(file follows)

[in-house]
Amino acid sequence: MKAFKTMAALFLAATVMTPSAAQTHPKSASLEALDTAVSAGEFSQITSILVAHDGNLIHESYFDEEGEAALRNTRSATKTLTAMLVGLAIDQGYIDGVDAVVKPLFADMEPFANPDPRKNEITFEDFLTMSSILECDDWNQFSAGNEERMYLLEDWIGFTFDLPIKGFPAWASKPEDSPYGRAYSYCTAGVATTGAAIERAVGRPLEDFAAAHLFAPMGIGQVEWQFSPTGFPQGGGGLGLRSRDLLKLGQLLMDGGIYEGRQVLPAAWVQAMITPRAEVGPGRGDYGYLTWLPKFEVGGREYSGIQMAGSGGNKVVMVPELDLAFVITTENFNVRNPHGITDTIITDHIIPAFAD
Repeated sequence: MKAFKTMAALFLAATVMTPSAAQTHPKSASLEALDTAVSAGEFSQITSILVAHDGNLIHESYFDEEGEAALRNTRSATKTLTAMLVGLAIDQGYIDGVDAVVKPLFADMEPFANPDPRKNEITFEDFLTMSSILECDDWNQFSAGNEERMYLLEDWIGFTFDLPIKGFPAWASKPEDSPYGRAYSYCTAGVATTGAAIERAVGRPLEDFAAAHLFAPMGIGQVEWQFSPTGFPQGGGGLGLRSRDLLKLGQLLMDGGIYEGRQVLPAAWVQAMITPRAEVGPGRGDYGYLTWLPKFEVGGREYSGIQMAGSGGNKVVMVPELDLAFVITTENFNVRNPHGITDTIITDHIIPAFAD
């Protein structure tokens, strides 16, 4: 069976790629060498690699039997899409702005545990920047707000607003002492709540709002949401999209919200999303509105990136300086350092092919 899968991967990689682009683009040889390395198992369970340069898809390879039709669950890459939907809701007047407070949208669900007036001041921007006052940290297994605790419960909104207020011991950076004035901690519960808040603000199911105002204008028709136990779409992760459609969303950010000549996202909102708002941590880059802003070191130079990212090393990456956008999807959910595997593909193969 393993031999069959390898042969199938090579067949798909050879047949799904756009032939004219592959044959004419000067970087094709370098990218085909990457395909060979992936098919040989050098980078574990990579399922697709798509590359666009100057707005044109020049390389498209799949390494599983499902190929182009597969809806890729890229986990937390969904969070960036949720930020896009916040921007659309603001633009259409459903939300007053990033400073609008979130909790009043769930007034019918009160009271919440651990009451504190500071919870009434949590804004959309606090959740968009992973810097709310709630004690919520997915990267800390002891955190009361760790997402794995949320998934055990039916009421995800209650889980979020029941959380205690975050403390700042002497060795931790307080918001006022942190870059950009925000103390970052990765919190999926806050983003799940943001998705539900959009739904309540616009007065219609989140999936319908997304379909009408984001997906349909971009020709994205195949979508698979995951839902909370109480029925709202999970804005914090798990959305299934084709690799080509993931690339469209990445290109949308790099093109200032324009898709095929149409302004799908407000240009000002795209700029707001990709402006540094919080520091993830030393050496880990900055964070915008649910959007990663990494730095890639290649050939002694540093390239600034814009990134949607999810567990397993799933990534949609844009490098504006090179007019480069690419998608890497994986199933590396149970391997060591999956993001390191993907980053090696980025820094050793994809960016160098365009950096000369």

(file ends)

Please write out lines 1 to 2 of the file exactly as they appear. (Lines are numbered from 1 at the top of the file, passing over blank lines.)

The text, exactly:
[in-house]
Amino acid sequence: MKAFKTMAALFLAATVMTPSAAQTHPKSASLEALDTAVSAGEFSQITSILVAHDGNLIHESYFDEEGEAALRNTRSATKTLTAMLVGLAIDQGYIDGVDAVVKPLFADMEPFANPDPRKNEITFEDFLTMSSILECDDWNQFSAGNEERMYLLEDWIGFTFDLPIKGFPAWASKPEDSPYGRAYSYCTAGVATTGAAIERAVGRPLEDFAAAHLFAPMGIGQVEWQFSPTGFPQGGGGLGLRSRDLLKLGQLLMDGGIYEGRQVLPAAWVQAMITPRAEVGPGRGDYGYLTWLPKFEVGGREYSGIQMAGSGGNKVVMVPELDLAFVITTENFNVRNPHGITDTIITDHIIPAFAD